In the novel that followed, Quicksand, it’s a female narrator—telling her story in confessional letters—who succumbs to a devouring young beauty. As that novel descends into its own frenzied melodrama of mutual manipulation, her husband also falls under the spell of the sorceress, and finally all three of them plan an elaborate mock-suicide like something out of Romeo and Juliet—but devised by a maker of horror movies, and featuring Bayer sleeping pills as the near-fatal elixir.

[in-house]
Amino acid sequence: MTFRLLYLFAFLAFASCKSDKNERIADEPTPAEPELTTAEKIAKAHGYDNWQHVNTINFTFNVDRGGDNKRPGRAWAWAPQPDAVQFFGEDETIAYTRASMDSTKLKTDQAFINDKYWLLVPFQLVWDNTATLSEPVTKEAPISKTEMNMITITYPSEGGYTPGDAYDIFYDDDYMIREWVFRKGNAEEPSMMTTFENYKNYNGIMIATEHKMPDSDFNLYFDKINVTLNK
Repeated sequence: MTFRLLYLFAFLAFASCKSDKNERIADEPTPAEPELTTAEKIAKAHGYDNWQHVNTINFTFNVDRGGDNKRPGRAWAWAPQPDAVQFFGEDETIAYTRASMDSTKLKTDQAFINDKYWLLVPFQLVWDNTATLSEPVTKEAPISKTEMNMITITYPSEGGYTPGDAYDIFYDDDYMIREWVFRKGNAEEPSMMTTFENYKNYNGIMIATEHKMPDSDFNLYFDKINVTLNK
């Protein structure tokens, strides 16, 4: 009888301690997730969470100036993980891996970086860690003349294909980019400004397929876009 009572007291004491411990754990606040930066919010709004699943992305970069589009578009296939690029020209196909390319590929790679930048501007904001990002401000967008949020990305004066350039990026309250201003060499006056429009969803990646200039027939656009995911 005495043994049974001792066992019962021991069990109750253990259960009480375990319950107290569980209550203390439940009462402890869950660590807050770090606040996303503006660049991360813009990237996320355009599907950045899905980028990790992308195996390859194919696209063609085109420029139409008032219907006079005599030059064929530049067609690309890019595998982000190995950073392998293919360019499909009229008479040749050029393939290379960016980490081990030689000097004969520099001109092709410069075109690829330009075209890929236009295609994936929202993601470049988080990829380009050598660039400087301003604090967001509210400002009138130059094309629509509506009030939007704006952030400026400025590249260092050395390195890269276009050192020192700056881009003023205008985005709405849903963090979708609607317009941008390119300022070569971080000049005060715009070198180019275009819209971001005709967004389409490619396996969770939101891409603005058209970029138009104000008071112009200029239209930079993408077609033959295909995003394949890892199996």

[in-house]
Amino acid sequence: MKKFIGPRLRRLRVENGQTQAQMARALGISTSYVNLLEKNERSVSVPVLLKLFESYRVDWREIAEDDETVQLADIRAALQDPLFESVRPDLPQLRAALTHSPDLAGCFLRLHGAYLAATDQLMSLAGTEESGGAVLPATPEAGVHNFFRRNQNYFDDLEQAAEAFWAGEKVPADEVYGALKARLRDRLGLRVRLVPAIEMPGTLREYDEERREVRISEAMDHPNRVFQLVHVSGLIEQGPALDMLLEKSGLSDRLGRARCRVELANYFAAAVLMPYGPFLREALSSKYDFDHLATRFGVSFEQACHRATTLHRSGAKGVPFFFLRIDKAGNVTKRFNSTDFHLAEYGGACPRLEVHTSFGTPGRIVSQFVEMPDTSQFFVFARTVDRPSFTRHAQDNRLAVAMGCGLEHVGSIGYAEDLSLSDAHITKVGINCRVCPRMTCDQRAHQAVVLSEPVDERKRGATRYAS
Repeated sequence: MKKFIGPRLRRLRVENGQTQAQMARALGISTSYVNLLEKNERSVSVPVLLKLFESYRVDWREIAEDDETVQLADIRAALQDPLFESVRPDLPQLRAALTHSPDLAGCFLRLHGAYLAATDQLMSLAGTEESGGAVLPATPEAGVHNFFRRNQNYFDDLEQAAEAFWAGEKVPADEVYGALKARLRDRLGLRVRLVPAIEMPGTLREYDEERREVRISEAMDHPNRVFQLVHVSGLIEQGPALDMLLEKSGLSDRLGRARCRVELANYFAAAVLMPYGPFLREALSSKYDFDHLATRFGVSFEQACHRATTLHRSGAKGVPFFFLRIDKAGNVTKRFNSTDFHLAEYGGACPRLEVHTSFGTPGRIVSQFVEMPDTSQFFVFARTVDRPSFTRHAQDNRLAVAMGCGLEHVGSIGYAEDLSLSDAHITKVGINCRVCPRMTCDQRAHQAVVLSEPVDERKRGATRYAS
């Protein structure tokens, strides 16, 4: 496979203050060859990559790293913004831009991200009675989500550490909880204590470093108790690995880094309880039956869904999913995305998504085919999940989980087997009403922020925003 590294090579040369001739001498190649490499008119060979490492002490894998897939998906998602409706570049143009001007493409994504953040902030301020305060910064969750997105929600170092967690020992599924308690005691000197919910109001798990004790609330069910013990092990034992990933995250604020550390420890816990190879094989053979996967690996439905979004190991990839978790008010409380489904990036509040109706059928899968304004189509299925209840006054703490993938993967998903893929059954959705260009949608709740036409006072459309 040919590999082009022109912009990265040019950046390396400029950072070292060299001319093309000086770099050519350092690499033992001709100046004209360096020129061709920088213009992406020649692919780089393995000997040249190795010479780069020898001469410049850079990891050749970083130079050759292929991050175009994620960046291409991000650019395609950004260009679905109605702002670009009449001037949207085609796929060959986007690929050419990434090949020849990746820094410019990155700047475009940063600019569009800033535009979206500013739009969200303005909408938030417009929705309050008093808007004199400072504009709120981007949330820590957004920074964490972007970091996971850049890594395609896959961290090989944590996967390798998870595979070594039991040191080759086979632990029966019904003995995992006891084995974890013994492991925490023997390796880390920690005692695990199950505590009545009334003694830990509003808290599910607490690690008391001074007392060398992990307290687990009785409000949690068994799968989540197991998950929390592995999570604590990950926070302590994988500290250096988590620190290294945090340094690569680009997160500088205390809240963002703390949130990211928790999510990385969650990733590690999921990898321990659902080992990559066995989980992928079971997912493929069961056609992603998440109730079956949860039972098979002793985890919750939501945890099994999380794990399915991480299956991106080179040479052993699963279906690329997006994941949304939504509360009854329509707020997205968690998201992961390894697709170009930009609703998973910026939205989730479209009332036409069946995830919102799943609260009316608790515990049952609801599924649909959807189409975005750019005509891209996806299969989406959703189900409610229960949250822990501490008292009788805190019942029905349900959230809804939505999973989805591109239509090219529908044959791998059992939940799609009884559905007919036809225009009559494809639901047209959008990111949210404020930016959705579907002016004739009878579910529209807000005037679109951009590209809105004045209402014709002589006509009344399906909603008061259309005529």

Though Tanizaki’s novels never lack the courage of their perversions—he’s often likened to Nabokov—Tanizaki the sophisticated thinker and genuine aesthete devoted much of his energy to reflecting upon the right direction for his culture. The West had given Japan a sense of sexual liberation, he wrote in 1931, but what would that mean to a country whose traditional sense of beauty lay in reticence and delicacy? What would a striptease culture do to those who had gotten their kicks from seeing just a flash of the nape of a neck? His still-celebrated essay “In Praise of Shadows,” in which he recalls the suggestiveness of the dark nooks and blackened teeth of his youth, remains a passionate modern defense of traditional Japanese ways.